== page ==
Winners and losers from the Government’s rates bills revaluation

John Webber

The Government’s draft rating list for the 2023 revaluation, published following the Autumn Statement, reveals that UK retailers are the biggest winners from the new list.

However, operators of large warehouses and logistic/distribution space will see the biggest jump in their rates bills when the new revaluation comes into force next April.

The retail sector, on average, has seen a 10% decrease in rateable value (RV) in the next list- the only sector to show a decrease. Together with the decision to freeze the multiplier at 51.2 p for large businesses and 49.9p for smaller businesses, this is good news for retailers who will be seeing a reduction in their rates bills in April.

This news has been enhanced by the removal of downwards transition, as announced in the Autumn Statement, since it means retail occupiers will pay the true lower rates payable for their stores immediately the new list starts.

According to John Webber, head of business rates at Colliers, said: “We are expecting to see substantial business rates bills reductions across England and Wales, not just on high street locations but in retail parks and shopping centres and other out of town locations.”

The 10% decrease in RVs is an average – in some locations, RV reductions of 30 or 40% are expected.

Large department stores and hypermarkets are among the biggest winners of the revaluation, for example in Oxford Street in London, RVs have fallen by approximately 30%, but some stores, such as Selfridges has seen its RV drop 45% from £30.5m to £16.8m with the new list.

In Manchester, the Manchester Arndale shopping centre, will see a 34% decrease in its business rates next April

Webber said: “Rates bills are not the only economic pressure on retailers, particularly with the energy crisis, rising service charges and staffing costs, but by freezing the multiplier and removing downwards transition allowing rates bills to fairly reflect rents, if a retail business fails in 2023 or beyond, it is unlikely to be because of business rates.”

The industrial and logistic sector has certainly been hit the hardest in this new revaluation, says Colliers, reflecting the higher rents at the time of the antecedent valuation date in April 2021, as industrial take up figures rose across large areas across the country.

As a result of this, there has been an increase in the rateable values for many industrial properties, with the VOA confirming the industrial sector showed an average 27.1% increase in rateable value, the largest increase out of all of the sectors.

Earlier in the year, Colliers predicted a rise across the full sector averaging between 20% and 30% and the most prime stock even higher, rising to 50%. It looks as though the predictions have come true.

The rateable value of Amazon’s warehouse at Tilbury in Essex, for example, has risen by 74% to £12.3m. Trafford Park, in Manchester, has experiences a 30% increase.

However, it’s not all doom and gloom for the logistics sector. In the Autumn Statement the Chancellor announced upward transitional relief caps to support ratepayers facing large bill increases following the revaluation, with £1.6bn of support funded by the Exchequer. This will spread out the increases for the big logistics facilities.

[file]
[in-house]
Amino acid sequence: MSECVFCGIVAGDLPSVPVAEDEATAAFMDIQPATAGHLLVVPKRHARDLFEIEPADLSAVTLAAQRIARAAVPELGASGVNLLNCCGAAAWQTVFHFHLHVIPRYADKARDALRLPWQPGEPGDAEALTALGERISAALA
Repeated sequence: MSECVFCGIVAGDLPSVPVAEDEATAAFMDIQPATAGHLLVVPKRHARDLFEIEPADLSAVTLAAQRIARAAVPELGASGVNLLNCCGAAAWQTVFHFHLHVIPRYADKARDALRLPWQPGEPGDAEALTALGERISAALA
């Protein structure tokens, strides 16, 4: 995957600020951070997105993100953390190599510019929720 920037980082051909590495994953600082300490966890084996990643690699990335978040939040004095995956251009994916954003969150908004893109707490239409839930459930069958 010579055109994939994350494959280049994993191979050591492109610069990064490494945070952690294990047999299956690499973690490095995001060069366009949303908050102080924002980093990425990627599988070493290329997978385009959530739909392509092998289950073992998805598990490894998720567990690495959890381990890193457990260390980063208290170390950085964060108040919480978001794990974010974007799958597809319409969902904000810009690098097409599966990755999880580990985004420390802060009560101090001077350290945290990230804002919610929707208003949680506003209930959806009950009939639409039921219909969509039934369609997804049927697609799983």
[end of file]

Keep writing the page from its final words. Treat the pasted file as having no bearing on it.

The introduction of upward caps of five per cent,15% and 30% for small, medium and large properties in 2023-24, will also reduce the pain and will be applied before any other reliefs or supplement.

Occupiers of industrial and logistics properties will, therefore, receive some sort of cushion. As Webber says: “Many occupiers of these properties were aware they had been paying too little for too long in terms of business rates, particularly given the extension of the list to six years and have been preparing to see substantial rises. Now businesses in the sector have certainty to plan for the year ahead.”

In the office sector, in general, rateable values have risen but not to the same extent as the industrial sector.

RVs adopted on city centre offices have, in the main, increased across the country, with the levels of increase varying depending on the location – with prime offices showing the greatest rises. For some more secondary, Grade B offices, RVs will have remained the same. For example, Manchester’s St Peter’s Square will see a five per cent increase.

Looking forward, headline figures revealed are obviously averages and there still is a lot of discrepancy in the list. Fortnum and Masons in Piccadilly, for example, has only seen a five per cent reduction in its RV, which seems suspiciously low.

John Webber added: “What is becoming obvious is that those occupiers and owners of properties that either themselves or via agents made representation to the VOA during the assessment process appear to have been more successful in negotiating their bills down. Given the VOA was assessing properties in the midst of COVID when many properties were temporarily closed, or deals were being struck with landlords, a proper assessment was something of a minefield.

“We, therefore, urge anyone who is unhappy about their RVs to consider making representation to the VOA now if the figures look significantly wrong and consider the appeal process when the list becomes live next April. We believe this will lead to even further reductions in RVs, particularly in the retail sector and could provide some respite in offices, too.”